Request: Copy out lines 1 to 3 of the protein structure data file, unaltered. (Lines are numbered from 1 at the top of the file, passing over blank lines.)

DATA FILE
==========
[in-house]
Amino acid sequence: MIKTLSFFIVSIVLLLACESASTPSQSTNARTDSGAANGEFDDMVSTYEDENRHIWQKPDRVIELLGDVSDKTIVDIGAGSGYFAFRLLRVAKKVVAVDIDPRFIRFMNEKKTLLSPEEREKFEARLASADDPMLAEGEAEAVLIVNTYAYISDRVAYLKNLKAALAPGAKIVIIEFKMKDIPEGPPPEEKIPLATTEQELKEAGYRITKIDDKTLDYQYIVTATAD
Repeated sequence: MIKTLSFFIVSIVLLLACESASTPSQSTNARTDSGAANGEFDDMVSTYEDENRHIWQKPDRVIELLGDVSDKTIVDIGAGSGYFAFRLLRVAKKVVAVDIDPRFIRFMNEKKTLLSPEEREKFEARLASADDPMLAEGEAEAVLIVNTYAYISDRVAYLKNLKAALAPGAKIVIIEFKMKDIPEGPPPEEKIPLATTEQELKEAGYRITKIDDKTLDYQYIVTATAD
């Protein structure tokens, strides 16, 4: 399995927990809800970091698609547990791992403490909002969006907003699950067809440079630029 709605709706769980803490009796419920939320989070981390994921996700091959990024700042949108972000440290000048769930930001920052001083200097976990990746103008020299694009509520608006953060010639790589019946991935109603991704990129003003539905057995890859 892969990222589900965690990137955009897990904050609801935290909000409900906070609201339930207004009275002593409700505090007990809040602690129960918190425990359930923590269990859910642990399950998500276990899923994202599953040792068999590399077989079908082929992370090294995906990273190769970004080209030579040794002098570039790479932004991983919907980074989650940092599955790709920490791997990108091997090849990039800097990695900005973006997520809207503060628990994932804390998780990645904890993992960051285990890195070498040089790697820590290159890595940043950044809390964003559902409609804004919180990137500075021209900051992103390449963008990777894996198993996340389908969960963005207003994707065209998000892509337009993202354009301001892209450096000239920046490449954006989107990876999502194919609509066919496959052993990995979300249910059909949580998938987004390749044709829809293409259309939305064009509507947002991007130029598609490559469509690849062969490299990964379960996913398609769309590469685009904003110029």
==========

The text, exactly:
[in-house]
Amino acid sequence: MIKTLSFFIVSIVLLLACESASTPSQSTNARTDSGAANGEFDDMVSTYEDENRHIWQKPDRVIELLGDVSDKTIVDIGAGSGYFAFRLLRVAKKVVAVDIDPRFIRFMNEKKTLLSPEEREKFEARLASADDPMLAEGEAEAVLIVNTYAYISDRVAYLKNLKAALAPGAKIVIIEFKMKDIPEGPPPEEKIPLATTEQELKEAGYRITKIDDKTLDYQYIVTATAD
Repeated sequence: MIKTLSFFIVSIVLLLACESASTPSQSTNARTDSGAANGEFDDMVSTYEDENRHIWQKPDRVIELLGDVSDKTIVDIGAGSGYFAFRLLRVAKKVVAVDIDPRFIRFMNEKKTLLSPEEREKFEARLASADDPMLAEGEAEAVLIVNTYAYISDRVAYLKNLKAALAPGAKIVIIEFKMKDIPEGPPPEEKIPLATTEQELKEAGYRITKIDDKTLDYQYIVTATAD